A modelling exploration of vertical migration by phytoplankton

Flynn, K.J.; Fasham, M.J.R.. 2002 A modelling exploration of vertical migration by phytoplankton. Journal of Theoretical Biology, 218 (4). 471-484.

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The behaviour of phytoplankton having different abilities to assimilate N in darkness was considered in simulations of vertical migrations. Such behaviour is especially important for the competitive advantage of flagellates, including harmful algal species. Three phases of biomass development were apparent. (1) Cells remained at a subsurface location with migration down to avoid photoinhibitory light at midday; as the attenuation of light increased with biomass growth, the mean depth became shallower. (2) On exhaustion of nutrients in surface waters, cells migrated down through the nutricline in the latter half of the daylight period, with a subsurface maximum in the photic zone as long as light penetration matched requirements. When that condition was no longer met (3), cells migrated between the very surface (forming dense aggregations) and the nutricline. While the ability to perform dark N-assimilation is not critical when N-sources are available at low concentrations, it is important when (as encountered following migration down to a nutricline), nutrients are available at higher concentration in darkness. The most advantageous configuration tested, where nitrate assimilation (as well as that of ammonium) continued at a high rate in darkness as long as C-reserves remained, is not actually used in migratory species but in non-migratory diatoms. The use of the outwardly inferior configurations typical of migratory species, in which dark nitrate-assimilation is notably poorer than assimilation in the light, reflects a deficient metabolism or indicates that N-sources other than nitrate are more important. It is unfortunate then that most attention has been paid to nitrate nutrition in experiments on migrating species. While an ability to continue N-assimilation in darkness as well as during daylight is advantageous, there is no evidence for phytoplankton to be able to grow at high growth rates when decoupling photosynthesis at the surface and N-assimilation at depth.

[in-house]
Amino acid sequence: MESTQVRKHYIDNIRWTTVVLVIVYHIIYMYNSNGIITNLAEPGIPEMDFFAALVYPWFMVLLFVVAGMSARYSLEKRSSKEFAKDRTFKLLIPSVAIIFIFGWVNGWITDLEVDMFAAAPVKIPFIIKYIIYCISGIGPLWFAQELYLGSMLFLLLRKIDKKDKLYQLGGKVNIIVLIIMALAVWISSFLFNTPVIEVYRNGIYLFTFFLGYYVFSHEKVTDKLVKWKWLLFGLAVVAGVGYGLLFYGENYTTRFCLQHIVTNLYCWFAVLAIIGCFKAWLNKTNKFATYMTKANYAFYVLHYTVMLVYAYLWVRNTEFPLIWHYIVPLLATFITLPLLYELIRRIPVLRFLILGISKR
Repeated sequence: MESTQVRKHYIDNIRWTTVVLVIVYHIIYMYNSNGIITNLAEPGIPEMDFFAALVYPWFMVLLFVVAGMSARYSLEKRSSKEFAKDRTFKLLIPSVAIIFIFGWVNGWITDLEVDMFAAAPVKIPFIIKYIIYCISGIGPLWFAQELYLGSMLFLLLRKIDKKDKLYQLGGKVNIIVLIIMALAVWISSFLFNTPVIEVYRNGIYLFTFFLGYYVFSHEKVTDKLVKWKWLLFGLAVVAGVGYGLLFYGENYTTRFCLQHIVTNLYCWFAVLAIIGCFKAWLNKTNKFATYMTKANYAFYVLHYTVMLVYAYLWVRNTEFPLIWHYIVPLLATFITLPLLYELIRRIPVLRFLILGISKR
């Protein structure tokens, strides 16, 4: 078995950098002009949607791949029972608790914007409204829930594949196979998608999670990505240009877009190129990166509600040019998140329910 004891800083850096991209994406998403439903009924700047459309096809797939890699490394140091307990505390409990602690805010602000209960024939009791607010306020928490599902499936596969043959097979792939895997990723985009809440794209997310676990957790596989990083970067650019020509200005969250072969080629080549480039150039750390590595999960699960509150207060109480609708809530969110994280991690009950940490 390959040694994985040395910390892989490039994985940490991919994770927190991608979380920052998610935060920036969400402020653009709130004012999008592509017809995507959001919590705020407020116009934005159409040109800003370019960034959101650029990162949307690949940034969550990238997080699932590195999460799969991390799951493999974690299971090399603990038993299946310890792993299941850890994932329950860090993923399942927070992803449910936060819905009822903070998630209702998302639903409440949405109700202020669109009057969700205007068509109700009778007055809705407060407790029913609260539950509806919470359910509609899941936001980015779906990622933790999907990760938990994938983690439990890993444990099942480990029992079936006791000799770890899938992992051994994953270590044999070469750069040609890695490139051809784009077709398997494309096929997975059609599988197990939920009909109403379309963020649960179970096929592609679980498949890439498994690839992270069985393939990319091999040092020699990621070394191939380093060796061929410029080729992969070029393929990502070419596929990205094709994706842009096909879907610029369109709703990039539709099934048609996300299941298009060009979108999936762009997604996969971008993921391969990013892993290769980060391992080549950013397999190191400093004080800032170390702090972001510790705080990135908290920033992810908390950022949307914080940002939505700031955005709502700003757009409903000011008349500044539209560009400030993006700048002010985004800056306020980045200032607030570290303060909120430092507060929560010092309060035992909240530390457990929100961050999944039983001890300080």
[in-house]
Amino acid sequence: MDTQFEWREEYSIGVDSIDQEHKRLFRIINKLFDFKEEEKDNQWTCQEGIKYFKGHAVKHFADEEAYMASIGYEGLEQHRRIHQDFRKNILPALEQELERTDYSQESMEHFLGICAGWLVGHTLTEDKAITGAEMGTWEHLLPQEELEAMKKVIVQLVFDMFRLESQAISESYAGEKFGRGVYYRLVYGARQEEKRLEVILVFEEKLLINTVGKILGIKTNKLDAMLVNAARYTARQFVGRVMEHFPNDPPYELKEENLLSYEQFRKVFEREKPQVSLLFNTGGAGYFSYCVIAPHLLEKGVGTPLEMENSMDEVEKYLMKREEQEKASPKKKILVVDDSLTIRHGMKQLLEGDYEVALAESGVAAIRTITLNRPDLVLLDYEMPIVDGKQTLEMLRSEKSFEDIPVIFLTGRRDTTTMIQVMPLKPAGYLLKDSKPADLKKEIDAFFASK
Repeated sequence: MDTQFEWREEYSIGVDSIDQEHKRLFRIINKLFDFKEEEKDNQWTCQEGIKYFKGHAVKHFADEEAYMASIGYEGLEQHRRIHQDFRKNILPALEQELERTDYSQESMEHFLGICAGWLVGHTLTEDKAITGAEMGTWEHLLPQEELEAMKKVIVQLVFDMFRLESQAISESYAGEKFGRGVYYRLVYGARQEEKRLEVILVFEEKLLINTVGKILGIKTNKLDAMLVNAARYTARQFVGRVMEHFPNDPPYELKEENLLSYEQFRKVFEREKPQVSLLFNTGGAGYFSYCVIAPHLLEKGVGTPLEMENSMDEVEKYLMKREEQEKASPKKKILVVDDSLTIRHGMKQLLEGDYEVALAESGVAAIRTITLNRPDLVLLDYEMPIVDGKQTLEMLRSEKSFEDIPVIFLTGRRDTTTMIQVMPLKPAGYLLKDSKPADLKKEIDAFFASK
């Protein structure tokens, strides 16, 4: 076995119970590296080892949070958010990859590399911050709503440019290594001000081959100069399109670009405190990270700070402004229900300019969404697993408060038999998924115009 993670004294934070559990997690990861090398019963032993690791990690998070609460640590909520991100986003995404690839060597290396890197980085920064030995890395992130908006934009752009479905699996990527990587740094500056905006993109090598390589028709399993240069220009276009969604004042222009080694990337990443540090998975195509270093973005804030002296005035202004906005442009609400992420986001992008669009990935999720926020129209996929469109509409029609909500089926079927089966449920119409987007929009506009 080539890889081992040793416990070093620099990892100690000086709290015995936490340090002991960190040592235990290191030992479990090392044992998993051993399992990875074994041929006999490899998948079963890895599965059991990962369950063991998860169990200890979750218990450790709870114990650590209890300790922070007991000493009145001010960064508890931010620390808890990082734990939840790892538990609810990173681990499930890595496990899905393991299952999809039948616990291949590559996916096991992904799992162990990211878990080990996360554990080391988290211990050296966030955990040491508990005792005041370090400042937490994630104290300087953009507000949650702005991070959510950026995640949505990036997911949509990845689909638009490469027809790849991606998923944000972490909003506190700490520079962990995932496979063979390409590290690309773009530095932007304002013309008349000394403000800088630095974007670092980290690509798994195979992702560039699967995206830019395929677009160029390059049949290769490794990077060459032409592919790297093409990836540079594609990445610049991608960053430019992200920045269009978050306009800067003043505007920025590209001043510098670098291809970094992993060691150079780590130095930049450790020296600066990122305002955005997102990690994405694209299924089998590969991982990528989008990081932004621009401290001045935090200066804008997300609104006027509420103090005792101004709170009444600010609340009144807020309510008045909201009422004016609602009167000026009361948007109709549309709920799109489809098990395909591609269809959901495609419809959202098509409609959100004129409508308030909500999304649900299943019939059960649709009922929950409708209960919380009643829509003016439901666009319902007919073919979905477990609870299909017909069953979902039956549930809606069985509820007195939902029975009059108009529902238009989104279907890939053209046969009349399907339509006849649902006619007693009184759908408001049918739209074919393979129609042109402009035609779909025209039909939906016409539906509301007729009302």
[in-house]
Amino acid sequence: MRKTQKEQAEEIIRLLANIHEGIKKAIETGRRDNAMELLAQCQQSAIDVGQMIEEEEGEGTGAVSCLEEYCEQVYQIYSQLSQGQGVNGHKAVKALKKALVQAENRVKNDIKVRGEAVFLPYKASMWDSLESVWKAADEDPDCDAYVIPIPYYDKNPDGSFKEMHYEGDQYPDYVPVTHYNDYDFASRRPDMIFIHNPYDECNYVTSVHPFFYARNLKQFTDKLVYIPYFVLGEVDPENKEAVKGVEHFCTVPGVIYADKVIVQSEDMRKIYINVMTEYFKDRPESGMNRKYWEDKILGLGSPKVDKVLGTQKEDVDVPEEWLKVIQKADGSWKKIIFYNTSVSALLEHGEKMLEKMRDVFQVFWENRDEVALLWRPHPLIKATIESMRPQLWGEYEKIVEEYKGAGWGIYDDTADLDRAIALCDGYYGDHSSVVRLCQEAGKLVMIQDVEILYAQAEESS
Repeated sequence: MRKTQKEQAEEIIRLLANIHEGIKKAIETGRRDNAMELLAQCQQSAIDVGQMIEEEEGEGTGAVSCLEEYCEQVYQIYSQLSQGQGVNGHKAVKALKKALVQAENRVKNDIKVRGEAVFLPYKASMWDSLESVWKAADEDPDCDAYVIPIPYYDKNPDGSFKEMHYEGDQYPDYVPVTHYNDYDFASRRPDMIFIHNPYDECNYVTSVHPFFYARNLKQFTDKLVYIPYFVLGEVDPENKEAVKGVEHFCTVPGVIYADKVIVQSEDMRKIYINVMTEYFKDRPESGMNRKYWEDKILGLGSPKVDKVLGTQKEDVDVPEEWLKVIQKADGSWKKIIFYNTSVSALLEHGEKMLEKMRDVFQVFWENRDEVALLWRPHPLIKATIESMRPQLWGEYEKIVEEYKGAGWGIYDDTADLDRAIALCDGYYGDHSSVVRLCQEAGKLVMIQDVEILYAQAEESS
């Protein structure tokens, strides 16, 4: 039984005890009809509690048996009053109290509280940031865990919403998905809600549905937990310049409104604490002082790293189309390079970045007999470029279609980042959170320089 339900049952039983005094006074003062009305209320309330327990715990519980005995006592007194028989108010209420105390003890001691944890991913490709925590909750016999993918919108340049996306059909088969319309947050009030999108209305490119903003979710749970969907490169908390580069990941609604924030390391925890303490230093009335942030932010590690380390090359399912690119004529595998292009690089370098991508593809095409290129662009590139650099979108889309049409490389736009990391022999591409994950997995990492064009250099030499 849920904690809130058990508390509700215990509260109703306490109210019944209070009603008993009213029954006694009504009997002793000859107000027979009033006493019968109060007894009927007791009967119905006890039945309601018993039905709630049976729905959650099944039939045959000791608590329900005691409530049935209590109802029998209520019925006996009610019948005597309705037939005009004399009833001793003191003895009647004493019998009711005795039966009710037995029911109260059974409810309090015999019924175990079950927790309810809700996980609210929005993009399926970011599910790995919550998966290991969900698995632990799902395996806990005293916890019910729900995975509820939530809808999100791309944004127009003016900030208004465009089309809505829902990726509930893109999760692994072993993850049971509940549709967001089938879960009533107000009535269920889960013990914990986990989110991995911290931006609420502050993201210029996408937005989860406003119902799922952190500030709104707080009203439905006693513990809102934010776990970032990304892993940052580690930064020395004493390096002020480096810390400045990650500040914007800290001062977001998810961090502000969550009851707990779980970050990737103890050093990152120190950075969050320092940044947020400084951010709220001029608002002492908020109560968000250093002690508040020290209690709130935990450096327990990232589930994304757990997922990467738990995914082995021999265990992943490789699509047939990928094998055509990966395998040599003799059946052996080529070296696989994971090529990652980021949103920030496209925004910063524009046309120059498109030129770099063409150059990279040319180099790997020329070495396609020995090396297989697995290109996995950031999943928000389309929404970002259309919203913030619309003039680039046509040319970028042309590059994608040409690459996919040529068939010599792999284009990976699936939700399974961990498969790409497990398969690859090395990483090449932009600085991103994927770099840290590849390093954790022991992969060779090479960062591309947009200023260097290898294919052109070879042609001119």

Item Type: Publication - Article
Digital Object Identifier (DOI):
ISSN: 0022-5193
Date made live: 13 Aug 2008 +0 (UTC)

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